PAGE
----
Ronan McCabe previews this Sunday’s Euro 2016 Qualifying Draw.
These days, international qualifiers are greeted with a mixed range of emotions from many football fans, from blasé ambivalence, to scoffing condescension, to outright contempt at the fixtures’ disruption to the domestic European season. This Sunday’s Euro 2016 qualifying draw will be greeted with similar sentiments, with an additional element of scorn and derision being applied to due to the expanded format of the tournament.
With the tournament proper in France hosting 24 teams – up from 16 participants in the last 5 tournaments – many burgeoning nations will view this as their opportunity to make their international mark. The top two teams from each group will qualify automatically, with the third-placed teams contending the usual playoffs, with the exception of the best third-placed team, which will also qualify automatically.The negative implication of this is that nearly half of all the participating countries will qualify, so expect this qualifying campaign to be competitively blunt at the highest level.
The crucial matches are likely to be between the third and fourth seeds in each group. This will translate into ‘crunch matches’ between Slovenia and Latvia, and Israel and Armenia. Nearly half of the teams participating in qualification will reach the tournament proper; an unprecedented figure. Bizarrely, France will participate in qualifying despite being guaranteed a place in the tournament as hosts, though their position in the group will be discounted for qualifying purposes. France’s fixtures have been labelled ‘centralised friendlies’ in true UEFA-speak fashion.
On a positive note, the expansion of the number of teams in the tournament by 50% means Ireland’s chances of qualifying are much improved. Ireland can count their lucky stars to be placed in the second pot of seeds despite a miserable fourth-placed finish in their recent World Cup qualifying group. They would not fancy their chances against any of their contemporaries in that pot, so avoiding many second-tier European nations is a plus. Sweden, for example – who efficiently put Ireland to the sword at Lansdowne Road last September in a pivotal qualifying game – can not be drawn against Ireland.
However, avoiding a genuine European heavyweight is nigh-on impossible, with all the usual elite teams in the top seeded pot. Spain, Germany, Italy and the Netherlands are amongst the top seeds and are joined by Bosnia-Herzegovina, one of the most exciting emerging teams in Europe. On form, Ireland should arguably be placed in the third pot of teams, but being placed in the second, as they are, is a massive advantage.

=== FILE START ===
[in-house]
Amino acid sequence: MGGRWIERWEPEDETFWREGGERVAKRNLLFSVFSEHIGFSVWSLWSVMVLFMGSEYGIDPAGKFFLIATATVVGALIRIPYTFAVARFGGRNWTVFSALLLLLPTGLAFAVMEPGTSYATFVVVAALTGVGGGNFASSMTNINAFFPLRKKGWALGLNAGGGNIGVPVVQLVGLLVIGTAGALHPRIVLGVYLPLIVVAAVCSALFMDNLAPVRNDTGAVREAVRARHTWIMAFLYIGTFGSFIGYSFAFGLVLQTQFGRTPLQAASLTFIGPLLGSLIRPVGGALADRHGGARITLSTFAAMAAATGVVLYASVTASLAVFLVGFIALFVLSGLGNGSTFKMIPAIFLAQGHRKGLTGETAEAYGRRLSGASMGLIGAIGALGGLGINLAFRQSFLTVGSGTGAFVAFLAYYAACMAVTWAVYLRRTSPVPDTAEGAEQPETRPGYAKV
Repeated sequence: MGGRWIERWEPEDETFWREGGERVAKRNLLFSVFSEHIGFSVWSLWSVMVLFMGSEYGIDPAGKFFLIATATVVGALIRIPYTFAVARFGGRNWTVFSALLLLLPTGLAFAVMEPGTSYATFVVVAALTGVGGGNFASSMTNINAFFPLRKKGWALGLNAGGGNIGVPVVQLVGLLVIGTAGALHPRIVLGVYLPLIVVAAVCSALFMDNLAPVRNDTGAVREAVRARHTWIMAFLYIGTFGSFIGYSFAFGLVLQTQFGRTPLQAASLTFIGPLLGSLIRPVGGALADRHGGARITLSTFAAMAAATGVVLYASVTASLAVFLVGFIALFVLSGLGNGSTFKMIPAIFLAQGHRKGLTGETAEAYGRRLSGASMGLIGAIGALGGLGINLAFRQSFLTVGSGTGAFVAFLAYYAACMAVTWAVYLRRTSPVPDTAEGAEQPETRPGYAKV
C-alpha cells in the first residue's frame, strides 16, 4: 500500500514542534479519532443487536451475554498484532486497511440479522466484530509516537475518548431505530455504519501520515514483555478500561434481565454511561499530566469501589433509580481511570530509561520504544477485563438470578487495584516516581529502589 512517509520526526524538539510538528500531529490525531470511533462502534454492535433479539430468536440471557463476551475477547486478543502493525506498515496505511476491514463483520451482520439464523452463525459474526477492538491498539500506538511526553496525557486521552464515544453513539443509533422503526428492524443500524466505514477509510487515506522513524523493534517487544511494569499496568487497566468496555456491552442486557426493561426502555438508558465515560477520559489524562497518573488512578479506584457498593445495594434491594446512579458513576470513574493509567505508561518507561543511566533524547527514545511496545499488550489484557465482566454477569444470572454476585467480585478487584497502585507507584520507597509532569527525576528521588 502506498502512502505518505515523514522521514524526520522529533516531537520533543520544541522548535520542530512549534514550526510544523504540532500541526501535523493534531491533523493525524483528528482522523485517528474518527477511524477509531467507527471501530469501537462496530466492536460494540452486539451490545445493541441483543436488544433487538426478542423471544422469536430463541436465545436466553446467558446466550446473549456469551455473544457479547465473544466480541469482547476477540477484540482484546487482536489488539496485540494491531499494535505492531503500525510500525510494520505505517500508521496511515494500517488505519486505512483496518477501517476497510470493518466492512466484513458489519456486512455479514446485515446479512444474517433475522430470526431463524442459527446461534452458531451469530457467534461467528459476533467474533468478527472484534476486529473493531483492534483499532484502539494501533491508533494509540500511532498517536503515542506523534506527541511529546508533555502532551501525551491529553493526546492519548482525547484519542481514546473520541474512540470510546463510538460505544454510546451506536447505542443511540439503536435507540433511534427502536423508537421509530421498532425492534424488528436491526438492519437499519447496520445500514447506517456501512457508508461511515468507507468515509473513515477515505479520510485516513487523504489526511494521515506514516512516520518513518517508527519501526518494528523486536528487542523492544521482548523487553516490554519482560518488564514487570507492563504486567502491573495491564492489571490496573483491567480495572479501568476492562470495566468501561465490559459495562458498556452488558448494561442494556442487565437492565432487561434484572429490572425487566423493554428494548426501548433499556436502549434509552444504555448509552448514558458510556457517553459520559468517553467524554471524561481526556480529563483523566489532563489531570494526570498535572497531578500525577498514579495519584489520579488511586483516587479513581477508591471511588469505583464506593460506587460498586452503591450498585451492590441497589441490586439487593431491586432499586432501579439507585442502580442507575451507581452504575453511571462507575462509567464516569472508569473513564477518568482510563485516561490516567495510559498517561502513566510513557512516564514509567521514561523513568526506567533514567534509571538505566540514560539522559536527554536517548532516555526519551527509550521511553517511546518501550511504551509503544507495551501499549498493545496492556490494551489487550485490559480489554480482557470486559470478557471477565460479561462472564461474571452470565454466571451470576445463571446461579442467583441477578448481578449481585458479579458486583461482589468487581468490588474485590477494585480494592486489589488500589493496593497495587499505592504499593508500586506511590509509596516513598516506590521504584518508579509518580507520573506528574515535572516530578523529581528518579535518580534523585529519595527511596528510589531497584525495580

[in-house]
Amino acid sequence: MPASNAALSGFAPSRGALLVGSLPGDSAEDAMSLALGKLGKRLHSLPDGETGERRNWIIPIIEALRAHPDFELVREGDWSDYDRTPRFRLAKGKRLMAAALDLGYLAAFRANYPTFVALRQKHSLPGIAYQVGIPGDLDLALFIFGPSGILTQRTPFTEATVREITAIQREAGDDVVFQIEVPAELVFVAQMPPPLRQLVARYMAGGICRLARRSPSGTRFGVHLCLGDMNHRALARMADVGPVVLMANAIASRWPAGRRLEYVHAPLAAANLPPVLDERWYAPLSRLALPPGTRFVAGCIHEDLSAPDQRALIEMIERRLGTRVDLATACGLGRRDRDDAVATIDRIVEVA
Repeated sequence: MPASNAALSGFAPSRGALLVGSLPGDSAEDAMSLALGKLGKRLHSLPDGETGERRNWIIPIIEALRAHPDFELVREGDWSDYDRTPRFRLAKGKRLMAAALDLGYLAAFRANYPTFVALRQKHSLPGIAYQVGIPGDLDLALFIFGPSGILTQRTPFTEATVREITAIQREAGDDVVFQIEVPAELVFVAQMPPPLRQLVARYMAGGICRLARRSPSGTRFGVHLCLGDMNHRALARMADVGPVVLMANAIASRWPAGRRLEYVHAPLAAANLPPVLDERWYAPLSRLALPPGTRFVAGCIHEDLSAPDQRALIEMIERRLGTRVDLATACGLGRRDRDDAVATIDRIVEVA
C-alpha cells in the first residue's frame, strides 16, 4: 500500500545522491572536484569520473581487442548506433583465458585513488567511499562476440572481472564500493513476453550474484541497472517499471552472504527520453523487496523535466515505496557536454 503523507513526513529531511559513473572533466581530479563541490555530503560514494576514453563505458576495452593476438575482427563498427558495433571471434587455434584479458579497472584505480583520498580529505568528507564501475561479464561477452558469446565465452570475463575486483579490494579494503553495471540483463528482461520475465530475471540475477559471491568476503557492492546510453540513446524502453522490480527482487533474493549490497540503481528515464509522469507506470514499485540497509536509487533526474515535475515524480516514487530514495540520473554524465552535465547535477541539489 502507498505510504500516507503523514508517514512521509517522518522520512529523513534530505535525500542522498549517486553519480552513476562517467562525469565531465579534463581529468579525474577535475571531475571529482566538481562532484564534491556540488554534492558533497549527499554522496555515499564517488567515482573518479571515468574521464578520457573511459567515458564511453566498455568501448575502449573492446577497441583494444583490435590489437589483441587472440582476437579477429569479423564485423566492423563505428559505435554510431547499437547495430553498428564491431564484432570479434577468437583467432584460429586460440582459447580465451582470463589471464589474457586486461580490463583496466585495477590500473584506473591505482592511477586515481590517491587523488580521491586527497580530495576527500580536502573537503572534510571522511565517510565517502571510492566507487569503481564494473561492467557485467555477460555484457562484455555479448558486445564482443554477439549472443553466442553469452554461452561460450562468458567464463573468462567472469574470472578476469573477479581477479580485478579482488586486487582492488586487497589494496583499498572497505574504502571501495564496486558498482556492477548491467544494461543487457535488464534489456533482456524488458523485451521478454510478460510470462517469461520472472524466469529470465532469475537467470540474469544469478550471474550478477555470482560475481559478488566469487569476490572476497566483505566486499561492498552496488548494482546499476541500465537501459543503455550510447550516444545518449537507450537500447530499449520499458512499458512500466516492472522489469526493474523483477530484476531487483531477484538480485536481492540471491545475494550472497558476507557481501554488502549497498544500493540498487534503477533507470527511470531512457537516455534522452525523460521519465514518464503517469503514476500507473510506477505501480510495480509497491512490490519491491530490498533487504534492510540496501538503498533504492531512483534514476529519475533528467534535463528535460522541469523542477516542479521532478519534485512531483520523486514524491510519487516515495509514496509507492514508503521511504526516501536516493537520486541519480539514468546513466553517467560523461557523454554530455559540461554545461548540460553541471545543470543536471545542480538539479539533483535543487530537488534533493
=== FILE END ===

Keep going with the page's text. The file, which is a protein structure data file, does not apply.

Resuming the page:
The dream draw for Ireland would probably be Bosnia-Herzegovina, Slovenia, Estonia, Moldova and San Marino. On the other hand, a tough campaign could be ahead if Ireland are drawn against Spain, Serbia, Armenia, Iceland and Kazakhstan. Even in that latter scenario however, Ireland should still fancy their chances of finishing in the top 2 automatic qualification spots, particularly if Martin O’Neil and Roy Keane can continue to reinvigorate what had become a tired setup. Bearing in mind the abundant number of qualification places, the duo will have few excuses for failing to qualify.
Another initiative from UEFA is the so-called ‘Week of Football’, which will draw additional groans of frustration from supporters of teams in domestic teams across Europe. This concept will involve each team playing twice over the course of a Thursday-Tuesday timeframe, thus potentially taking up two midweek and one weekend slot of domestic football. Platini’s lofty idea seems to envisage the fanciful notion of football fans across the continent watching Iceland-Finland on a Thursday, before waiting with trembling anticipation for Poland-Latvia on Friday followed by Estonia-Macedonia on the Saturday.
If all this seems to taint and make a further mockery of an already derided process, just wait until Euro 2020, when there will be no single fixed host as Platini seeks to take the tournament on a ridiculous transcontinental roadshow, with fixtures taking place anywhere from Moscow to Manchester. A continent holds its breath.
Pundit Arena, Ronan McCabe.